On Some of the Mental Affections of Childhood and Youth: Being the Lettsomian Lectures Delivered Before the Medical Society of London in 1887, Together with Other Papers

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J. & A. Churchill, 1887 - Child psychiatry - 307 pages
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Page 59 - In addition to the violent cannonading, which kept the women for some time in a constant state of alarm, the arsenal blew up with a terrific explosion, which few could hear with unshaken nerves. Out of 92 children born in that district within a few months...
Page 216 - The circulation is feeble, and however much advance is made intellectually in the summer, some amount of retrogression may be expected in the winter. Their mental and physical capabilities are, in fact, directly as the temperature. The improvement which training effects in them is greatly in excess of what would be predicated if one did not know the characteristics of the type. The life expectancy, however, is far below the average, and the tendency is to the tuberculosis which I believe to be the...
Page 216 - They have considerable power of imitation, even bordering on being mimics. They are humorous, and a lively sense of the ridiculous often colours their mimicry. This faculty of imitation may be cultivated to a very great extent, and a practical direction given to the results obtained. They are usually able to speak; the speech is thick and indistinct, but may be improved very greatly by a well-directed scheme of tongue gymnastics. The co-ordinating faculty is abnormal, but not so defective that it...
Page 59 - ... became idiotic and died before the age of five years; and 2 came into the world with numerous fractures of the bones of the limbs, caused by the cannonading and explosion.
Page 282 - The canine teeth are frequently unduly prominent, and a marked sulcus is sometimes seen between the incisors and canines, with prominence of the incisors. . . . ** Of the most significant value, however, is the condition of the palate. I have made a very large number of careful measurements of the mouths of the congenitally feeble-minded and of intelligent persons of the same age, with the result of indicating, with some few exceptions, a markedly diminished width between the posterior bicuspids...
Page 213 - Observations of an ethnic classification of idiots" (6) . , , making a classification of the feeble-minded, by arranging them around various ethnic standards — in other words, framing a natural system to supplement the information to be derived by an inquiry into the history of the case. I have been able to find among the large number of idiots and imbeciles which comes under my observation, both at Earlswood and the out-patient department of the Hospital, that a considerable portion can be fairly...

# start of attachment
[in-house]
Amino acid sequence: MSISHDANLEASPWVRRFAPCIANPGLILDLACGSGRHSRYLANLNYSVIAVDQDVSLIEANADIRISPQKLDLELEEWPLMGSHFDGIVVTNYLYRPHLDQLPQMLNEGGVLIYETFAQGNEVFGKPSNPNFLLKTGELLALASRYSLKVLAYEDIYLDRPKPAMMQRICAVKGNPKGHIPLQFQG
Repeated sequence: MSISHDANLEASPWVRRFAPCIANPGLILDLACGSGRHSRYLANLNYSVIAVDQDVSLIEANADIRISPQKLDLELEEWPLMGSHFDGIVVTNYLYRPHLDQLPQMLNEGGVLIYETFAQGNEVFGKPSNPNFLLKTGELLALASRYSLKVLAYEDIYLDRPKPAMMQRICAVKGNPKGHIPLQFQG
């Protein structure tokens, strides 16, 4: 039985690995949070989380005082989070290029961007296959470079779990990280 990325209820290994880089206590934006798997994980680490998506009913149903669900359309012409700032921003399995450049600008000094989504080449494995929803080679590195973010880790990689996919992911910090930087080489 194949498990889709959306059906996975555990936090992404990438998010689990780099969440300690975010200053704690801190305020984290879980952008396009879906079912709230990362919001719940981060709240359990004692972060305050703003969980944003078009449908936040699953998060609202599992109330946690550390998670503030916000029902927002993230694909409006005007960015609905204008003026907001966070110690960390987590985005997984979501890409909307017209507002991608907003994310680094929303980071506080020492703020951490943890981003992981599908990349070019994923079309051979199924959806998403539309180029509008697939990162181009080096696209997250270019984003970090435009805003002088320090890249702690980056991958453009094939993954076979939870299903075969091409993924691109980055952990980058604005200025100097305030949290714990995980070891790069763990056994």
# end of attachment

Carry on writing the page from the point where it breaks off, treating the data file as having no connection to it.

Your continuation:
Page 308 - It may be taken as a rule which has but few exceptions, that congenital idiocy is more amenable to training than post-congenital, that, in fact, it is more hopeful to have to do with an ill-developed than with a damaged brain...
Page 217 - ... attempt at an ethnic classification, considerable philosophical interest attaches to it. The tendency in the present day is to reject the opinion that the various races are merely varieties of the human family having a common origin, and to insist that climatic, or other influences, are insufficient to account for the different types of man. Here, however, we have examples of retrogression, or, at all events, of departure from one type and the assumption of the characteristics of another.
Page 104 - I •could gather, the use of a clock face, could tell the time to a minute at any part of the day, and in any situation. I tried him on numberless occasions, and he always answered with an amount of precision truly remarkable. Gradually his response became less ready. * * * his health became enfeebled, and the faculty departed. At a necropsy I found that there was no difference in his cerebrum from an ordinary brain, except that he had two well-marked and distinct soft commissures. * * * All these...
Page 9 - ... laterally. The eyes are obliquely placed, and the internal canthi more than normally distant from one another. The palpebral fissure is very narrow. The forehead is wrinkled transversely from the constant assistance which the levatores palpebrarum derive from the occipitofrontalis muscle in the opening of the eyes.

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